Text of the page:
2001

On September 9, Massoud, a commander of the Northern Alliance, was assassinated by al-Qaeda. The Northern Alliance is a coalition which opposes the practices of the Taliban. Two days later, Al-Qaeda launches the 9/11 attacks on the World Trade Center, the Pentagon, and a field in Pennsylvania. 3,000 lives are lost in the attacks. Bush sends American troops to invade Afghanistan, marking the start of the two-decade war. December 9th is generally associated with the official fall of the Taliban, but many members remain.

2002

Operation Anaconda, the first major ground assault and a very large scale operation is launched against remaining Taliban fighters and Al-Qaeda. The U.S. also began to reconstruct Afghanistan, spending over $38 billion on the reconstruction, from 2001-2009.

2004

October 29, Osama bin Laden releases a videotape message mocking the Bush administration and assuming responsibility for the 9/11 attacks. “We want to restore freedom to our nation, just as you lay waste to our nation,” said bin Laden.

2009

President Obama announces a plan to send 17,000 troops to Afghanistan in order to help control the resurgence of the Taliban, and to stop Afghanistan from becoming a terrorist safe haven. Later in December, he declares another 30,000 forces will be sent to fight in the war.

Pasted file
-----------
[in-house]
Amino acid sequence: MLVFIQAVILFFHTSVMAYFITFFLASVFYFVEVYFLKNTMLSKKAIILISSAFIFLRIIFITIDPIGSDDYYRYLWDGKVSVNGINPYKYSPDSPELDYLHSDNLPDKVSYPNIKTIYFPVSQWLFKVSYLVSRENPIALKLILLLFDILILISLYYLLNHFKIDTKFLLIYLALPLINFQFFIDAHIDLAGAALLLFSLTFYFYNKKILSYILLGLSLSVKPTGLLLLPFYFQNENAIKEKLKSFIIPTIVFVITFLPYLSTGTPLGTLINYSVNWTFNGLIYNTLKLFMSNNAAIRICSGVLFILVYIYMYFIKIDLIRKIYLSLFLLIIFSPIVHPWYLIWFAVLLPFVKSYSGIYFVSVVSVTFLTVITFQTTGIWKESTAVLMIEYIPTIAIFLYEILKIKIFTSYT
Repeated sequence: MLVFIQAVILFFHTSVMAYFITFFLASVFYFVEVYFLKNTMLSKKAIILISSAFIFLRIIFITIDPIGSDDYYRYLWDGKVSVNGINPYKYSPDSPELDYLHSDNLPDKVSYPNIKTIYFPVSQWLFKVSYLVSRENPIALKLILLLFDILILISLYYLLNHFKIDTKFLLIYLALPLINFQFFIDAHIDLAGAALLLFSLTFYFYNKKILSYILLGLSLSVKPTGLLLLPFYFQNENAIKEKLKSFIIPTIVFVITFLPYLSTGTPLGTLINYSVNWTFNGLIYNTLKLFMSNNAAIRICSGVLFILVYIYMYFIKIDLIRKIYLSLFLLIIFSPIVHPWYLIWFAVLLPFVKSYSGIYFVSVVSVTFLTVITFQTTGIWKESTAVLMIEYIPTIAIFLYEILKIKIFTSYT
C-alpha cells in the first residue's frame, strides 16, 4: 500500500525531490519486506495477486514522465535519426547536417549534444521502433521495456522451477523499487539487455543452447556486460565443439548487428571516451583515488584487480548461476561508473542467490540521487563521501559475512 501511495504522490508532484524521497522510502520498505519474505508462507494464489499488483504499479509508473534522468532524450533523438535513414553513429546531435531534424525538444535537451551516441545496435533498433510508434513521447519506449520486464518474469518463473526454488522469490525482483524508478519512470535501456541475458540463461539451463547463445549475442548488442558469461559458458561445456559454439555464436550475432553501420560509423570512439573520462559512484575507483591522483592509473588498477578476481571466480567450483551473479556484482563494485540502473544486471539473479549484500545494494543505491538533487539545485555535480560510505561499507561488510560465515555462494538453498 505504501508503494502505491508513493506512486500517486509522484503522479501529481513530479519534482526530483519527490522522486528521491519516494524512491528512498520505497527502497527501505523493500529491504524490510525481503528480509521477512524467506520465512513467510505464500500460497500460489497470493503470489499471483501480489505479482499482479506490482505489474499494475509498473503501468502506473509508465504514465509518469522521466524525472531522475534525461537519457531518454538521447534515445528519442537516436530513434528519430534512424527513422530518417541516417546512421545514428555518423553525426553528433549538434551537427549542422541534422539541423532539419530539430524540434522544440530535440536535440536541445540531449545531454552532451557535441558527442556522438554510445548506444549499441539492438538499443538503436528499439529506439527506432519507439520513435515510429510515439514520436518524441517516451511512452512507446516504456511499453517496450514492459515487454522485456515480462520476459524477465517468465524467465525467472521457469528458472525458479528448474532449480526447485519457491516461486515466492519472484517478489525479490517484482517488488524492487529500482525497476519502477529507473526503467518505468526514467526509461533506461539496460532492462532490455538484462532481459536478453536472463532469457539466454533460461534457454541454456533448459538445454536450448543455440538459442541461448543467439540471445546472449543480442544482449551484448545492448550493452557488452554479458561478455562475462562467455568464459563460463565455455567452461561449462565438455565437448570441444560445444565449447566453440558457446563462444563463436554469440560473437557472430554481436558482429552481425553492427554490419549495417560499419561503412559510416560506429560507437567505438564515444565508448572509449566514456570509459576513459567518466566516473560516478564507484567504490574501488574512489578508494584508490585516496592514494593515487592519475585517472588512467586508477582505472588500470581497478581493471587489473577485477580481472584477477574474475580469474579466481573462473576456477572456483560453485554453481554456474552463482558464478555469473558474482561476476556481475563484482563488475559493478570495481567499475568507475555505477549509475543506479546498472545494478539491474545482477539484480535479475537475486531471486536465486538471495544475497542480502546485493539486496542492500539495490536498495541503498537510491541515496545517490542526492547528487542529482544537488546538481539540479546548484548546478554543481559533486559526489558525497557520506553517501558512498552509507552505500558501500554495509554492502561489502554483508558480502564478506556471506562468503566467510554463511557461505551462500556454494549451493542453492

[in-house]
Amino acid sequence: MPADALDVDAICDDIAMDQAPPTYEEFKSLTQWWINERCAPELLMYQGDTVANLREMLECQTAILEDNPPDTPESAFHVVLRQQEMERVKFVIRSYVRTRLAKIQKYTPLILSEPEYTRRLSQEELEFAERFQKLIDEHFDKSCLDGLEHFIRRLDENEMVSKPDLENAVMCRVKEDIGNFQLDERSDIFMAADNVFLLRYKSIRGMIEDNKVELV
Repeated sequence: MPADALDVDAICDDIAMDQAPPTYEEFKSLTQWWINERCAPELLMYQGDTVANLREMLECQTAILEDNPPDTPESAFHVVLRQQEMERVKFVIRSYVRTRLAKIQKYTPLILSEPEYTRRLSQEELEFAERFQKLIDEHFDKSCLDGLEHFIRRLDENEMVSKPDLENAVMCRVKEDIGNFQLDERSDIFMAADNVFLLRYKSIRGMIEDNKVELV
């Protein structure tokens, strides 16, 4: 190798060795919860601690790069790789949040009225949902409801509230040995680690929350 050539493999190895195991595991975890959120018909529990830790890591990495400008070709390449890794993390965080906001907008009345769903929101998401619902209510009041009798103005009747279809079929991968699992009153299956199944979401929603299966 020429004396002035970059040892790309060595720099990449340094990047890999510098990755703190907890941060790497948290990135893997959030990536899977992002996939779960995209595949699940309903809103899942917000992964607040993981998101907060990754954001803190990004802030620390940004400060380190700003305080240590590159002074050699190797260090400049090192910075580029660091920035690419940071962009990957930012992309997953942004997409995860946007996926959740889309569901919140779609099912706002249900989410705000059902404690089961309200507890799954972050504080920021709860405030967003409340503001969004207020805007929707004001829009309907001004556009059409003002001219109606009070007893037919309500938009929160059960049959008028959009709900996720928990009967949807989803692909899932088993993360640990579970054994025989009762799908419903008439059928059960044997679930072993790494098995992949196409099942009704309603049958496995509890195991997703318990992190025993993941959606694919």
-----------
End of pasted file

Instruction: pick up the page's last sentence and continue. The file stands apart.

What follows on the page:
2011

May 1st, Osama bin Laden is killed by U.S. forces in Pakistan. President Obama prepares to announce the withdrawal of a fraction of the troops in Afghanistan, while receiving pressure to maintain a military establishment in the war zone. Dozens of countries engage in the Bonn Conference, which was held to discuss Afghanistan’s future.

2014

Obama announces a new plan for withdrawing most American troops out of the war zone by the end of the year, in order to apply U.S. resources into other priorities.

2017

The U.S. drops its most powerful non-nuclear bomb on Islamic State militants at a cave in the Nangarhar Province. President Trump also elaborates on his Afghanistan Policy, hinting at a prolonged Afghan War.

2018

The Trump administration implements its Afghanistan Plan, which includes more troops across rural areas. The Taliban launches more attacks as a response to the plan.

2020

Intra-Afghan peace talks begin, discussing negotiations between the Afghan and U.S. governments. President Trump announces American troop withdrawals to be completed by May 1st.

2021

President Biden announces his plan to extend the withdrawal deadline to September 11, with the goal being zero American troops remaining in Afghanistan.